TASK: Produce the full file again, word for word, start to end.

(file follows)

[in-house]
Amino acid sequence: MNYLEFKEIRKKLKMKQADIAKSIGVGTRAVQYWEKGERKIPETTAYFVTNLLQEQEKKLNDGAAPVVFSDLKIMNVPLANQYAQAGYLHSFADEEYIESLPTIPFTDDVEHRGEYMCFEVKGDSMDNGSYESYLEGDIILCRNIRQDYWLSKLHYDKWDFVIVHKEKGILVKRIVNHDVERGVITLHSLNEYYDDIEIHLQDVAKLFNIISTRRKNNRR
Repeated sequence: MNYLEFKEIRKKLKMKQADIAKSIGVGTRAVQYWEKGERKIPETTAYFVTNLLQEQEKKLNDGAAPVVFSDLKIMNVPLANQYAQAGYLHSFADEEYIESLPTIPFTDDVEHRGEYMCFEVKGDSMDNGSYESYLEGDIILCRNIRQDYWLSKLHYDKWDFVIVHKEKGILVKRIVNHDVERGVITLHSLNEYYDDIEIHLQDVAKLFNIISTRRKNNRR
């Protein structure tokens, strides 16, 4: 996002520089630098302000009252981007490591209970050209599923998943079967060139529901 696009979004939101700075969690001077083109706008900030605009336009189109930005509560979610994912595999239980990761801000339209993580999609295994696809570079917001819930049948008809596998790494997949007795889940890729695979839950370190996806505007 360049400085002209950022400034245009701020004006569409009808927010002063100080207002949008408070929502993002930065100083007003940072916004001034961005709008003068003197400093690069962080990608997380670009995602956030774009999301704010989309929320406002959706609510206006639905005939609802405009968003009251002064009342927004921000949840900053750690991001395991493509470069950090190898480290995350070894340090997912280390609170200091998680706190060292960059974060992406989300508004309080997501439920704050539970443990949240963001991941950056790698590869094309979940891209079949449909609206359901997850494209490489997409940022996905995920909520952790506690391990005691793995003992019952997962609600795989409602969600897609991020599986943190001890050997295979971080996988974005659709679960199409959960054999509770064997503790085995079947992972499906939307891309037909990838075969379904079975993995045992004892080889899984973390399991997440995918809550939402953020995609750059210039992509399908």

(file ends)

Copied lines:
[in-house]
Amino acid sequence: MNYLEFKEIRKKLKMKQADIAKSIGVGTRAVQYWEKGERKIPETTAYFVTNLLQEQEKKLNDGAAPVVFSDLKIMNVPLANQYAQAGYLHSFADEEYIESLPTIPFTDDVEHRGEYMCFEVKGDSMDNGSYESYLEGDIILCRNIRQDYWLSKLHYDKWDFVIVHKEKGILVKRIVNHDVERGVITLHSLNEYYDDIEIHLQDVAKLFNIISTRRKNNRR
Repeated sequence: MNYLEFKEIRKKLKMKQADIAKSIGVGTRAVQYWEKGERKIPETTAYFVTNLLQEQEKKLNDGAAPVVFSDLKIMNVPLANQYAQAGYLHSFADEEYIESLPTIPFTDDVEHRGEYMCFEVKGDSMDNGSYESYLEGDIILCRNIRQDYWLSKLHYDKWDFVIVHKEKGILVKRIVNHDVERGVITLHSLNEYYDDIEIHLQDVAKLFNIISTRRKNNRR
């Protein structure tokens, strides 16, 4: 996002520089630098302000009252981007490591209970050209599923998943079967060139529901 696009979004939101700075969690001077083109706008900030605009336009189109930005509560979610994912595999239980990761801000339209993580999609295994696809570079917001819930049948008809596998790494997949007795889940890729695979839950370190996806505007 360049400085002209950022400034245009701020004006569409009808927010002063100080207002949008408070929502993002930065100083007003940072916004001034961005709008003068003197400093690069962080990608997380670009995602956030774009999301704010989309929320406002959706609510206006639905005939609802405009968003009251002064009342927004921000949840900053750690991001395991493509470069950090190898480290995350070894340090997912280390609170200091998680706190060292960059974060992406989300508004309080997501439920704050539970443990949240963001991941950056790698590869094309979940891209079949449909609206359901997850494209490489997409940022996905995920909520952790506690391990005691793995003992019952997962609600795989409602969600897609991020599986943190001890050997295979971080996988974005659709679960199409959960054999509770064997503790085995079947992972499906939307891309037909990838075969379904079975993995045992004892080889899984973390399991997440995918809550939402953020995609750059210039992509399908």